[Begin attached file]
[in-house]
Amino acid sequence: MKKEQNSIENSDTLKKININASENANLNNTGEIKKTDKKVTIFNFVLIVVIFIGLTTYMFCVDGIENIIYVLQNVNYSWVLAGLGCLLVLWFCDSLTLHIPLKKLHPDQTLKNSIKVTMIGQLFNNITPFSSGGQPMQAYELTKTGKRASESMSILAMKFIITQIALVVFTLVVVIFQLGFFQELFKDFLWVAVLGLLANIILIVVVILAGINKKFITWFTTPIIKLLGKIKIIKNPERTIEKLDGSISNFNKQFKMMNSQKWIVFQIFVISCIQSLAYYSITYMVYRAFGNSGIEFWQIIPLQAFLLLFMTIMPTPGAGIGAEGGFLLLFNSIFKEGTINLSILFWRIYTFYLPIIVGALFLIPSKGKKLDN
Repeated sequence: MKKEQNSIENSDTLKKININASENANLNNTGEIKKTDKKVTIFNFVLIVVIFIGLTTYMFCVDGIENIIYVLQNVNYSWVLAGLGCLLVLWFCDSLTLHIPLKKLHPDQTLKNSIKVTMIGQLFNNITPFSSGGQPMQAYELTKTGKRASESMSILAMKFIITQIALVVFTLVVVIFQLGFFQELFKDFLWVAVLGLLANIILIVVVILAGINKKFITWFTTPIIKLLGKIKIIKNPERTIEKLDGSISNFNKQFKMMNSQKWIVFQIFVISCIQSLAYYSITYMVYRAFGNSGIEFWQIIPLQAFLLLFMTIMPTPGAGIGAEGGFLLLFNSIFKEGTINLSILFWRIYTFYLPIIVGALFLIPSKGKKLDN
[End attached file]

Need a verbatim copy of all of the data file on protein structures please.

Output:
[in-house]
Amino acid sequence: MKKEQNSIENSDTLKKININASENANLNNTGEIKKTDKKVTIFNFVLIVVIFIGLTTYMFCVDGIENIIYVLQNVNYSWVLAGLGCLLVLWFCDSLTLHIPLKKLHPDQTLKNSIKVTMIGQLFNNITPFSSGGQPMQAYELTKTGKRASESMSILAMKFIITQIALVVFTLVVVIFQLGFFQELFKDFLWVAVLGLLANIILIVVVILAGINKKFITWFTTPIIKLLGKIKIIKNPERTIEKLDGSISNFNKQFKMMNSQKWIVFQIFVISCIQSLAYYSITYMVYRAFGNSGIEFWQIIPLQAFLLLFMTIMPTPGAGIGAEGGFLLLFNSIFKEGTINLSILFWRIYTFYLPIIVGALFLIPSKGKKLDN
Repeated sequence: MKKEQNSIENSDTLKKININASENANLNNTGEIKKTDKKVTIFNFVLIVVIFIGLTTYMFCVDGIENIIYVLQNVNYSWVLAGLGCLLVLWFCDSLTLHIPLKKLHPDQTLKNSIKVTMIGQLFNNITPFSSGGQPMQAYELTKTGKRASESMSILAMKFIITQIALVVFTLVVVIFQLGFFQELFKDFLWVAVLGLLANIILIVVVILAGINKKFITWFTTPIIKLLGKIKIIKNPERTIEKLDGSISNFNKQFKMMNSQKWIVFQIFVISCIQSLAYYSITYMVYRAFGNSGIEFWQIIPLQAFLLLFMTIMPTPGAGIGAEGGFLLLFNSIFKEGTINLSILFWRIYTFYLPIIVGALFLIPSKGKKLDN